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Meditation 101: OM for Hockey Players

By Mike Fabbro on March 16, 2015

I’ve written about yoga for hockey and about the importance of quality sleep and how both will improve your performance and your play. There is another piece to the puzzle, and that is learning how to calm the mind to improve mental clarity. 

I call this “getting the static out of the attic!”

Meditation techniques have been used by professional and Olympic athletes since the early ’80s, but now these techniques are mainstream and finding their place in the lives and routines of minor league athletes as young as nine. 

Why you should meditate
Meditation is a mental discipline that promotes well being by calming the mind and relaxing the body. On a physical level, heart rate, respiration rate, blood pressure, and cortisol levels—the stress hormone—all drop, promoting better sleep, faster recovery and an increased immune level. On a mental level, meditation as little as five to 10 minutes a day can increase mental clarity, help manage anxiety and ease pain. This means you will perform better under stress, and we all know there is too much stress in minor hockey.

To the amazement and delight of their parents, I have had great success teaching meditation to hockey players as young as nine years old. Maybe it’s because by the time I see them at 7:00 o’clock at night, they are overstimulated from a long day at school, texting, video games, rushing their supper and traffic. The youngsters seem to love it and always ask for it at the end of my sessions. Maybe it’s because they immediately “feel” the benefit of the relaxation.

When you should meditate
If you are new to meditation, try to do it every night, in bed, before you go to sleep. It will help you get into a deep sleep faster and promote a faster recovery. This is especially important if you had an evening game or practice or have problems getting to sleep. 

Every yoga, stretching or mobility session should include a relaxation and meditation component. I even recommend it after a hard interval or strength session. Make sure your instructor is qualified to conduct this training and includes it. 

Once you are comfortable with sitting or lying without moving or falling asleep for 10 minutes, you are ready for a pre-game meditation. Start out with a meditation two to three hours before a game or even when driving to your game. Everyone is different and you will know when works best for you. Goalies really benefit from a pre-game meditation, and no, it’s not mediation if you have headphones on.

Meditation techniques are very simple to do, but very difficult to do right. At first, you might just fall asleep, which is ok because you can’t get more physically relaxed than that. But to relax the mind, you need to take your meditation practice to a deeper level and for that you need to focus. Have you heard that before? “Your focus needs more focus!!”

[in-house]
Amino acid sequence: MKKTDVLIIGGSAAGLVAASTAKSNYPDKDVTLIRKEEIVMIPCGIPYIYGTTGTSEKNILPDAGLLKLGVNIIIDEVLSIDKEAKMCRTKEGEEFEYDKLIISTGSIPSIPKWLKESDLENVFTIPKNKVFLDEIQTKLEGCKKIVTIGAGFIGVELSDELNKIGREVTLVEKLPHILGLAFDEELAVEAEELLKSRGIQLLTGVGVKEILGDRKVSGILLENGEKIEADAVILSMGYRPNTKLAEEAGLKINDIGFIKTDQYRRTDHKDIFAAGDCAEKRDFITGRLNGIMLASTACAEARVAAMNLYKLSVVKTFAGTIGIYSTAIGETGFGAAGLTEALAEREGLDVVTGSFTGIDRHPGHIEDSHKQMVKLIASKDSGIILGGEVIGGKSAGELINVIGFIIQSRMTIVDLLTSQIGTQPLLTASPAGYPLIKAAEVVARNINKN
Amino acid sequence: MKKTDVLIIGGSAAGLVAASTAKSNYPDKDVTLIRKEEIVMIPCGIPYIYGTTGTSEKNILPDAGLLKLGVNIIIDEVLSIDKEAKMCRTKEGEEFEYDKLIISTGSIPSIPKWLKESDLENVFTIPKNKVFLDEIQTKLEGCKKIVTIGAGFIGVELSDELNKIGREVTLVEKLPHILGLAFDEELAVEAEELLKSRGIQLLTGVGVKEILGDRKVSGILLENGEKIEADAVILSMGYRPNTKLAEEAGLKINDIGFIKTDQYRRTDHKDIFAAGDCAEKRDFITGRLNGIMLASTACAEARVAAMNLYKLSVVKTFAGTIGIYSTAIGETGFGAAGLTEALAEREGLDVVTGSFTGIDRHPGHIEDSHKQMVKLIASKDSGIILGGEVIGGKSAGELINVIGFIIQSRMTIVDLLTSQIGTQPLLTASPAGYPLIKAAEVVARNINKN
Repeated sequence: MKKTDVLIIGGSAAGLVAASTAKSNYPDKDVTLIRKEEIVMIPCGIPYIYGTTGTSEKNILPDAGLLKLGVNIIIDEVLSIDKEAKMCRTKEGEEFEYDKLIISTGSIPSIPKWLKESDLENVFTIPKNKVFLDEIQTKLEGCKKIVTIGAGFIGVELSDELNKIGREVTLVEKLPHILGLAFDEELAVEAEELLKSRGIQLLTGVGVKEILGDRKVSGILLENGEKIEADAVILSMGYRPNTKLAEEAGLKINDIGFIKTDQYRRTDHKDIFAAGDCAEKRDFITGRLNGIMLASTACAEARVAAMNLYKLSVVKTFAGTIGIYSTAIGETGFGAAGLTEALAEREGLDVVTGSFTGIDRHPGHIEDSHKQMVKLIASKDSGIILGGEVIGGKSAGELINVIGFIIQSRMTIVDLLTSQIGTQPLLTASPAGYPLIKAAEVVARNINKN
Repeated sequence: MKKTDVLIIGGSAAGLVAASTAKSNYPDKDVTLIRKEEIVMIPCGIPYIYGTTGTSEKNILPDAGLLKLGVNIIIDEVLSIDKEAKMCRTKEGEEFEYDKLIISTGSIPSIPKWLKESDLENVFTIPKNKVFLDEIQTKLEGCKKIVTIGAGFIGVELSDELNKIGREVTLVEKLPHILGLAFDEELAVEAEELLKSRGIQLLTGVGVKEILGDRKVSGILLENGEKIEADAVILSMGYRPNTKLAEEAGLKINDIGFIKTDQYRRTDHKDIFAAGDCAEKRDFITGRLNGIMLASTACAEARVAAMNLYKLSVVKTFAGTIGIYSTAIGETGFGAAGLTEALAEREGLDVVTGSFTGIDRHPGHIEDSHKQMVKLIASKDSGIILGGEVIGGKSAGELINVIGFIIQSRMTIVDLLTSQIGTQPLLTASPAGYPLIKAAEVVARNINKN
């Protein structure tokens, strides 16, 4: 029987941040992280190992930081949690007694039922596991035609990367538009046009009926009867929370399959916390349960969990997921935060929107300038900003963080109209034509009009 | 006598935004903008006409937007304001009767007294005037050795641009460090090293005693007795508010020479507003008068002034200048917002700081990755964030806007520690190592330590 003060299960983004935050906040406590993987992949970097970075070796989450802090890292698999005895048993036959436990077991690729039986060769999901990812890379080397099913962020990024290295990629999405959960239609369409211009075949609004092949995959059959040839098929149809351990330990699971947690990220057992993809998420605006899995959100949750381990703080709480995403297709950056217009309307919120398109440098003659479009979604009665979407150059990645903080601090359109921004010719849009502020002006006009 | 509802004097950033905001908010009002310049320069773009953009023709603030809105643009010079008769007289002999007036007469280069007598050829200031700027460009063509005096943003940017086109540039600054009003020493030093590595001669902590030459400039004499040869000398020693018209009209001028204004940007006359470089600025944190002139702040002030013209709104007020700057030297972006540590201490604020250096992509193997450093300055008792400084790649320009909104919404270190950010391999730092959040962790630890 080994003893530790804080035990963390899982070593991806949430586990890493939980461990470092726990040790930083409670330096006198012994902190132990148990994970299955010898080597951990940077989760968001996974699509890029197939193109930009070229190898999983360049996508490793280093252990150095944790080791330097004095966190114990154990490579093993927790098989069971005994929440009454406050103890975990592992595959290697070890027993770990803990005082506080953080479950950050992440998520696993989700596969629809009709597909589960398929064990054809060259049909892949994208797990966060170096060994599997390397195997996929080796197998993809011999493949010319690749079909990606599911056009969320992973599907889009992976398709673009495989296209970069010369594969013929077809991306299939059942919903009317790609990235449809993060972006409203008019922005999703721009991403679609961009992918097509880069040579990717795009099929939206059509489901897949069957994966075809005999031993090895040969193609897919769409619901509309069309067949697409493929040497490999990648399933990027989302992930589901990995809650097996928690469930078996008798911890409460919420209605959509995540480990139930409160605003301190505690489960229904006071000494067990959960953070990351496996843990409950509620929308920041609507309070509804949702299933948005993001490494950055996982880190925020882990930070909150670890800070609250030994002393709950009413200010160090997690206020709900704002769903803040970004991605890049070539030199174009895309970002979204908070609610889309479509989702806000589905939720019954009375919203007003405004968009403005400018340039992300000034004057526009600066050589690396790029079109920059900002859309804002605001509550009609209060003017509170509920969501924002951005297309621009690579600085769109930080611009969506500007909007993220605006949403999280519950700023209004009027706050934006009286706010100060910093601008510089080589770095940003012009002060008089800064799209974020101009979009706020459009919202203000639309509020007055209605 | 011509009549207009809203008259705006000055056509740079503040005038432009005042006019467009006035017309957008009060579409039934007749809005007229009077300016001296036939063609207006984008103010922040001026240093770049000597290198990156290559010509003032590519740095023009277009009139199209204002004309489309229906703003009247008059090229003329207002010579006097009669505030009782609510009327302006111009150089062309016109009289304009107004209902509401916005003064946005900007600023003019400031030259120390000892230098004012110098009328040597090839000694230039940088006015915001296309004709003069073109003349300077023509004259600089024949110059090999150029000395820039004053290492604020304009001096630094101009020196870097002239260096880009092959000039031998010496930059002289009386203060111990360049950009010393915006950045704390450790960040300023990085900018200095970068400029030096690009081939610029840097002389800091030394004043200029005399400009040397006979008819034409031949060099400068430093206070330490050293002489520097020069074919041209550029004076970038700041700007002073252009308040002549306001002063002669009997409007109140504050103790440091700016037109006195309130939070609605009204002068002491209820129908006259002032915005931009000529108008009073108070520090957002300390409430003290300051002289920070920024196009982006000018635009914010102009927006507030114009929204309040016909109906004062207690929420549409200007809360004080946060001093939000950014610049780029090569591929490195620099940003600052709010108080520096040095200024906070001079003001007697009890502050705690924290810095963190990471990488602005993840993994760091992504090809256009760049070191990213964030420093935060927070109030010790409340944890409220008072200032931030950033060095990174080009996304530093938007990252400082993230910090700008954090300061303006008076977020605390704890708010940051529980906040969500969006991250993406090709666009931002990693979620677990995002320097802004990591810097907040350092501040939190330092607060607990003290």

At first, you will find that your mind will wander to all kinds of thoughts, some invoking emotions and tension. Try hard to just observe the thought, acknowledging that it’s there, but not engaging it. Just let it go by bringing your attention back to your inhale and exhale. Think of your breath like the sound of the ocean waves coming to shore. With every inhale, become more aware of your body and with every exhale, let go of the tension and relax deeper.

They say Wayne Gretzky saw the game in slow motion. What that means is that he saw the game with unmatched clarity and adapted accordingly. You too can develop this clarity with meditation. It’s a skill, like everything else.

How you can meditate
Here is a sample meditation (and what you could expect).

  • Lie on your back with your arms at your sides, palms facing up.
  • Be comfortable and wear a hoodie or cover up with a blanket or towel.
  • Your heels should be about shoulder width apart and allow your feet to fall away from one another.
  • Close your eyes.
  • Focus on following your breath, but don’t alter the breath. Just let it happen.
  • Start focusing on your toes, then your feet and migrate your attention up your body finishing with you cheeks, forehead and the back of the neck.
  • With every exhale, you relax the muscles of the area you are focusing on. You don’t move to the next muscle group until you feel that part of your body has softened and relaxed.
  • Once you reached the head and your whole body has “melted” into the floor, you stay here for a few minutes, just breathing and increasing your awareness of how you feel. 
  • To come out of a relaxation, stretch your arms overhead while lying down—like superman, and roll to your right side in fetal position and stay there, with your eyes open, until you feel like getting up.


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By Mike Fabbro| March 16, 2015
Categories:  Performance
Keywords:  Conditioning

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